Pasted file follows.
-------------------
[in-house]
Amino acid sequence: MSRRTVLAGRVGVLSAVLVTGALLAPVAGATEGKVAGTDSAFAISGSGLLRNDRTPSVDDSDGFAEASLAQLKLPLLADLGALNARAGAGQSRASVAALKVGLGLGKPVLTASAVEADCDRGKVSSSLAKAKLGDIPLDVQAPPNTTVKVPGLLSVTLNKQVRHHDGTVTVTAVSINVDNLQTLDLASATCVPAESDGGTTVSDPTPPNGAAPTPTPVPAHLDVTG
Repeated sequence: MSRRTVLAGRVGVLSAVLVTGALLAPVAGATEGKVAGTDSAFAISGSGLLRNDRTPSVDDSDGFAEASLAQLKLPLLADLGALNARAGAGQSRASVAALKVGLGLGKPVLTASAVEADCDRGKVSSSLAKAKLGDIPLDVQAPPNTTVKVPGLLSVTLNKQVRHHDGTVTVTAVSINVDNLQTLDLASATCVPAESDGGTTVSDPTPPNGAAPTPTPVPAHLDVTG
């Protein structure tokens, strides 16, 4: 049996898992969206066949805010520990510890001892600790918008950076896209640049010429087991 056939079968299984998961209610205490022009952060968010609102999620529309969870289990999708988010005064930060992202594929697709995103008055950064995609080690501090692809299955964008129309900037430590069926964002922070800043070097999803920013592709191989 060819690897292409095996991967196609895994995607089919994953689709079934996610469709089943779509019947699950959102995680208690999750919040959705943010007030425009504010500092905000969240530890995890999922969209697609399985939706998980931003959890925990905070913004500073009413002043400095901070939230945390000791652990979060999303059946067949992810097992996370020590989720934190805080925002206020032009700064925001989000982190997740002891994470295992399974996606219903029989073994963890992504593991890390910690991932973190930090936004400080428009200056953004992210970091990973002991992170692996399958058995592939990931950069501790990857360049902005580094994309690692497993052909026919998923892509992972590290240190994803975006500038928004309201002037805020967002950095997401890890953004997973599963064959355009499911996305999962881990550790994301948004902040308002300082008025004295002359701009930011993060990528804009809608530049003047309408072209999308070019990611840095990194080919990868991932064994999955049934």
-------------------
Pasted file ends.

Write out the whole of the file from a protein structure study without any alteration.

[in-house]
Amino acid sequence: MSRRTVLAGRVGVLSAVLVTGALLAPVAGATEGKVAGTDSAFAISGSGLLRNDRTPSVDDSDGFAEASLAQLKLPLLADLGALNARAGAGQSRASVAALKVGLGLGKPVLTASAVEADCDRGKVSSSLAKAKLGDIPLDVQAPPNTTVKVPGLLSVTLNKQVRHHDGTVTVTAVSINVDNLQTLDLASATCVPAESDGGTTVSDPTPPNGAAPTPTPVPAHLDVTG
Repeated sequence: MSRRTVLAGRVGVLSAVLVTGALLAPVAGATEGKVAGTDSAFAISGSGLLRNDRTPSVDDSDGFAEASLAQLKLPLLADLGALNARAGAGQSRASVAALKVGLGLGKPVLTASAVEADCDRGKVSSSLAKAKLGDIPLDVQAPPNTTVKVPGLLSVTLNKQVRHHDGTVTVTAVSINVDNLQTLDLASATCVPAESDGGTTVSDPTPPNGAAPTPTPVPAHLDVTG
């Protein structure tokens, strides 16, 4: 049996898992969206066949805010520990510890001892600790918008950076896209640049010429087991 056939079968299984998961209610205490022009952060968010609102999620529309969870289990999708988010005064930060992202594929697709995103008055950064995609080690501090692809299955964008129309900037430590069926964002922070800043070097999803920013592709191989 060819690897292409095996991967196609895994995607089919994953689709079934996610469709089943779509019947699950959102995680208690999750919040959705943010007030425009504010500092905000969240530890995890999922969209697609399985939706998980931003959890925990905070913004500073009413002043400095901070939230945390000791652990979060999303059946067949992810097992996370020590989720934190805080925002206020032009700064925001989000982190997740002891994470295992399974996606219903029989073994963890992504593991890390910690991932973190930090936004400080428009200056953004992210970091990973002991992170692996399958058995592939990931950069501790990857360049902005580094994309690692497993052909026919998923892509992972590290240190994803975006500038928004309201002037805020967002950095997401890890953004997973599963064959355009499911996305999962881990550790994301948004902040308002300082008025004295002359701009930011993060990528804009809608530049003047309408072209999308070019990611840095990194080919990868991932064994999955049934």